We have previously written about parents going shopping and leaving their babies in cars during hot days. Doing so is not just irresponsible but dangerous. If left too long, the child could suffer from a heatstroke, faint and possibly even die.
It happens often enough for police officers to be alarmed about the situation and keep a look out for any babies in parking lots during very hot days.
One such police officer is Jason Short from Keene, New Hampshire. He was on duty when he received a call about a baby that was left in a car alone in a Walmart parking lot on a very hot day.
But he never in his mind would have imagined what would happen next.
Jason didn't hesitate to rush to the scene as soon as he got the call about the infant.
"I got there as soon as I could," he said in an interview with WMUR. "I don’t know how fast I was going, but it was quick."
At arrival, Jason could clearly see a baby wrapped in a blanket with its feet sticking out through the windows of the car.
It was a very hot day and Jason had no idea how long the baby had been there. He broke the window open with his baton to rescue the child.
Jason gently carried the baby out of the car but feared it might already be dead. It looked lifeless and was very pale, with a strange skin tone.
A crowd soon gathered and Jason began performing CPR. An ambulance was called to the scene.
That's when Jason realized something was not quite right. He began to feel something was very off.
That's when it dawned on him. What he held was in fact a lifelike doll — and not a baby at all.
The doll's owner, Carolynne Seiffer, came back from her shopping spree to a broken car window and a crowd surrounding her USD $2,000 doll, which she calls Ainsley.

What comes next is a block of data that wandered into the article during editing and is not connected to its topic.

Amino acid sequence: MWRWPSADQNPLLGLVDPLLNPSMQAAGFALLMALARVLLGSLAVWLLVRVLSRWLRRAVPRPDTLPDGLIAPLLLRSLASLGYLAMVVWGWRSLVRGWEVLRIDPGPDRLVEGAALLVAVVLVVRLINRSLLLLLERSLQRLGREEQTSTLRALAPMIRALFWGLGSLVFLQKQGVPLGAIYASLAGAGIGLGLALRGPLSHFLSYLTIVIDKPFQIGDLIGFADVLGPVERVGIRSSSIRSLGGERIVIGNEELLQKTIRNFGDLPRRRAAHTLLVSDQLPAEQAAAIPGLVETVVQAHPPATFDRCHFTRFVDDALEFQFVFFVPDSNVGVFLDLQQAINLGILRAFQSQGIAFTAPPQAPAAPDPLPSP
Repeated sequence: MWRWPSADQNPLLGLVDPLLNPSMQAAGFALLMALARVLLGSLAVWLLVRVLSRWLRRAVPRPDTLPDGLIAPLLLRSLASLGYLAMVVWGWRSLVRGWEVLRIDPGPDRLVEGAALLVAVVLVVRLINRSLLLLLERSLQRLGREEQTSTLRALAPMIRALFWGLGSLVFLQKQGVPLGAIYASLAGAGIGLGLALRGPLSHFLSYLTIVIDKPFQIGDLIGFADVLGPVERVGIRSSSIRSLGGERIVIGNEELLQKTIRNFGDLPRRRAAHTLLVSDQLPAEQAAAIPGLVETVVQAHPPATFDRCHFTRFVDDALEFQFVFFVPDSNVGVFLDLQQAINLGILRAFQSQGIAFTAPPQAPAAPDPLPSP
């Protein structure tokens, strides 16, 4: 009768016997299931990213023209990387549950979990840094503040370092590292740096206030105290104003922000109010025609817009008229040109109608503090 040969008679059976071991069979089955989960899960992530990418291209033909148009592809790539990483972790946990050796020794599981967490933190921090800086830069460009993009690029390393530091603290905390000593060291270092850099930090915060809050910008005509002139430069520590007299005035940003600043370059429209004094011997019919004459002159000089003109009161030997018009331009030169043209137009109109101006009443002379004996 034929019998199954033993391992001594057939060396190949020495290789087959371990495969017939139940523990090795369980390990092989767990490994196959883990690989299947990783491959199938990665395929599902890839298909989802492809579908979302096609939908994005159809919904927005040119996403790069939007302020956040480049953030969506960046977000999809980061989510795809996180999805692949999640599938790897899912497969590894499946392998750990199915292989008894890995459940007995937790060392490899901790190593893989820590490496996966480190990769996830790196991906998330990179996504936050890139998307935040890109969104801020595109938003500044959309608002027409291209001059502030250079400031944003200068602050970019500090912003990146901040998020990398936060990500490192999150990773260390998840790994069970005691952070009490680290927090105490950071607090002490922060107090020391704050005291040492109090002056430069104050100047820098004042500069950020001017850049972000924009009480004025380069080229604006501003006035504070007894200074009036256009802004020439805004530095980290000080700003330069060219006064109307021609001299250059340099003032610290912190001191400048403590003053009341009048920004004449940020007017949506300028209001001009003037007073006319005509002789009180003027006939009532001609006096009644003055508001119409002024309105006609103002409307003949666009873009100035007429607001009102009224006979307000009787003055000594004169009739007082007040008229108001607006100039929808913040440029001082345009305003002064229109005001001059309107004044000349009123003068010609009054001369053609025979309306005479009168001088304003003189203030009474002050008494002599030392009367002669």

"I’ve been laughed at and embarrassed by all the fuss," she told WMUR.
According to the Washington Post, Caroline owns about 40 of these lifelike dolls to help cope with the death of her son. Apparently, these very real looking dolls can work as a healing process for grief-stricken parents.
"You can’t know how people choose to deal with their losses in life,” she says.
Jason was slightly embarrassed after realizing he had rescued a doll, but says he has no regrets and more than anything, is relieved that it was not an actual baby.
"I would never assume that it’s a doll," he told WMUR. "I would always assume that it’s a child. I would never do anything different."
The Keene police department paid the USD $300 required to fix Caroline's window.
Watch the news report from Inside Edition about the incident below:
This story is rather unusual but the most important thing is that no one was harmed. If you do happen to own one of these dolls, police recommend that you leave them in your car's trunk, or carry it with you — for obvious reasons.
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